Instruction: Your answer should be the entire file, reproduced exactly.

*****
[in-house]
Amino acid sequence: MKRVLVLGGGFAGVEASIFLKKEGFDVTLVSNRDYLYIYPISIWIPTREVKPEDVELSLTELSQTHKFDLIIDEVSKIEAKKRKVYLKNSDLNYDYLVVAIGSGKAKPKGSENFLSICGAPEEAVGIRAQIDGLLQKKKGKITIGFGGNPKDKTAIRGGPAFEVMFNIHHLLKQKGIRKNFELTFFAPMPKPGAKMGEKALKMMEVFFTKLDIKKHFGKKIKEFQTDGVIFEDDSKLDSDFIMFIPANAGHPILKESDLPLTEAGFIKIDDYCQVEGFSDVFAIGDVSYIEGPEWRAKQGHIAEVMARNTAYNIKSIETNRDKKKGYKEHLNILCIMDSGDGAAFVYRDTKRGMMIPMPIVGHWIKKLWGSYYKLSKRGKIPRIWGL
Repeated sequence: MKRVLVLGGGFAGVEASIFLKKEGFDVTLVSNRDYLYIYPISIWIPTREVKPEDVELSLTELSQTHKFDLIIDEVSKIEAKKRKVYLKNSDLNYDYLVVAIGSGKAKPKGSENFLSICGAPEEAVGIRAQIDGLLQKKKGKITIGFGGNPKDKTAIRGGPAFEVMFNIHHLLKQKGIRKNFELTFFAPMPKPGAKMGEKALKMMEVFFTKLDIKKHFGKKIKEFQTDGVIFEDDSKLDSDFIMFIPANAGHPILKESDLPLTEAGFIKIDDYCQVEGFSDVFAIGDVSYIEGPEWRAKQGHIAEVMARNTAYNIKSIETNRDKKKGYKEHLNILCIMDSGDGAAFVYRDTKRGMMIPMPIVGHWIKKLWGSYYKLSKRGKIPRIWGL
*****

[in-house]
Amino acid sequence: MKRVLVLGGGFAGVEASIFLKKEGFDVTLVSNRDYLYIYPISIWIPTREVKPEDVELSLTELSQTHKFDLIIDEVSKIEAKKRKVYLKNSDLNYDYLVVAIGSGKAKPKGSENFLSICGAPEEAVGIRAQIDGLLQKKKGKITIGFGGNPKDKTAIRGGPAFEVMFNIHHLLKQKGIRKNFELTFFAPMPKPGAKMGEKALKMMEVFFTKLDIKKHFGKKIKEFQTDGVIFEDDSKLDSDFIMFIPANAGHPILKESDLPLTEAGFIKIDDYCQVEGFSDVFAIGDVSYIEGPEWRAKQGHIAEVMARNTAYNIKSIETNRDKKKGYKEHLNILCIMDSGDGAAFVYRDTKRGMMIPMPIVGHWIKKLWGSYYKLSKRGKIPRIWGL
Repeated sequence: MKRVLVLGGGFAGVEASIFLKKEGFDVTLVSNRDYLYIYPISIWIPTREVKPEDVELSLTELSQTHKFDLIIDEVSKIEAKKRKVYLKNSDLNYDYLVVAIGSGKAKPKGSENFLSICGAPEEAVGIRAQIDGLLQKKKGKITIGFGGNPKDKTAIRGGPAFEVMFNIHHLLKQKGIRKNFELTFFAPMPKPGAKMGEKALKMMEVFFTKLDIKKHFGKKIKEFQTDGVIFEDDSKLDSDFIMFIPANAGHPILKESDLPLTEAGFIKIDDYCQVEGFSDVFAIGDVSYIEGPEWRAKQGHIAEVMARNTAYNIKSIETNRDKKKGYKEHLNILCIMDSGDGAAFVYRDTKRGMMIPMPIVGHWIKKLWGSYYKLSKRGKIPRIWGL